The cut row yielded: 15 jumbo heads, 14 medium, 1 small, with 9 cracked and 1 half-rotted.
The uncut row yielded 12 jumbo, 16 medium and 2 small, with 3 that were cracked and 1 that was half-cracked.
So, very close to a tie except for one thing: we got 5 pounds out of the cut row, 6.5 pounds out of the one we left alone.
Photo at right: Garlic scapes at the edge of our Maine garden.
Tips for cutting garlic scapes:
1. No harm in taking a few to eat, but don't wait until they're large. Most of the scapes I see for sale are bigger than the four-to-six inches long they should be for best flavor and texture.
2. No harm in cutting some for the vase, either, but don't take them too soon. If you wait until the tops are well developed you'll get, depending on variety, either:
a head of tiny garlic grains that can be used whole and unpeeled in place of minced garlic (for a week or two, after which the skins toughen), or
a clump of small round bulbs, called topsets, that can be stored all winter long and then planted close together in early spring to produce the garlic equivalent of scallions.
Photo: Topsets from the '08 crop, photographed in May '09.
When to harvest garlic depends on the type. Garlic varieties are divided into early, midseason and late, but what that means depends not only on your climate zone but also on your climate in the growing year. Heat speeds 'em up, cold slows 'em down, and although the harvest window is wide if you plan to eat the garlic fresh, it's narrow if you want to ensure maximum storage life.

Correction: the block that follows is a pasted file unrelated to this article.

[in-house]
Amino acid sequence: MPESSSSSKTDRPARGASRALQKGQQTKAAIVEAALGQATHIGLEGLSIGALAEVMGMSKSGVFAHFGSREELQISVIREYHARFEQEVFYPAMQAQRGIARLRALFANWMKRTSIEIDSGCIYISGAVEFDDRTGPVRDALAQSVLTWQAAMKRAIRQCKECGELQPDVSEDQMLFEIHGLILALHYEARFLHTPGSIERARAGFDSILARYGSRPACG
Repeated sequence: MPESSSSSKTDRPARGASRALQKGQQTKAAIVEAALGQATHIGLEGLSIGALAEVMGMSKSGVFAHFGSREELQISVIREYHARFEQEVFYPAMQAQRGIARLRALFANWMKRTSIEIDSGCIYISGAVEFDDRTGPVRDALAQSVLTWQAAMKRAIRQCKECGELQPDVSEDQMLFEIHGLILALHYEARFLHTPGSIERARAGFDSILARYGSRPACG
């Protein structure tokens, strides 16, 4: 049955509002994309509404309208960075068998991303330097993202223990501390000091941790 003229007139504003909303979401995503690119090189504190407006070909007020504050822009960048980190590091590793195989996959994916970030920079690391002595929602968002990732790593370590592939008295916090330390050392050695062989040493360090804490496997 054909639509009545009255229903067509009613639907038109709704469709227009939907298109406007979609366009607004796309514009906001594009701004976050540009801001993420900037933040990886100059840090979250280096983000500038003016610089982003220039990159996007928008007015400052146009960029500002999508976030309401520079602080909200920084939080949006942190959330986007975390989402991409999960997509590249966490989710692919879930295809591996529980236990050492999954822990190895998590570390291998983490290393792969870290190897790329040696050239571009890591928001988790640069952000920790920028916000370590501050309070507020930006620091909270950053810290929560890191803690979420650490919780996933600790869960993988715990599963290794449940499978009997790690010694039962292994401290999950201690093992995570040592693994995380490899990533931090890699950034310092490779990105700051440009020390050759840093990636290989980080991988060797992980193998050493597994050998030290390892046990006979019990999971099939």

The bulbs are ready when most of the lower leaves have browned. The upper ones will still be green. If you've ever grown onions, it's easy to assume garlic is the same and you should wait until all the leaves have fallen over. Bad idea. By the time all the leaves are dead the bulbs will have split; they won't have the leaf sheathes they need to form wrappers and it's likely fungus disease will have found a way in.
"Lift the bulbs" is usually used to describe moving things like daffodils, but it's also a good way to think about harvesting garlic. Those heads are more delicate than they seem and any cut or bruise will shorten storage life.
Try to choose an overcast day when the soil is dry. Loosen the soil with a digging fork, inserting it well away from the heads, then lift them out of the row and place them in a flat carrier.
Photo: Garlic plants at optimum harvest stage
Let the whole plants dry in a single layer somewhere out of the sun where it's warm but not hot. When the outer skin is papery, brush off as much dirt as possible and clip the roots. Rush this a bit if you're braiding garlic stems; if you wait until they're completely dry they tend to crack and break.
The finished garlic will still be on the dirty side compared to anything commercial. We leave it that way until we want to use it because further cleanup can shorten storage life. If you can't bear the way it looks, try removing the outer layer of wrapper. You can wash the bulbs if you must and should be ok as long as they dry quickly and thoroughly, but if you ask me you're asking for trouble by pushing it this way.
Photo: Garlic curing in the warm dry barn.
How to store garlic? The at-home ideal for storing garlic is between 55 and 70 degrees, with moderate humidity and good air circulation, in the light but out of the sun. We keep our garlic stored in baskets in the cold closet (a.k.a. the inner cold room, an insulated section of the unheated sunporch next to Bill's office). Those less fortunate in the storage department can punt as necessary with good results as long as they avoid the refrigerator (excess cold leads to sprouting) and plastic bags (no air = high humidity = rot).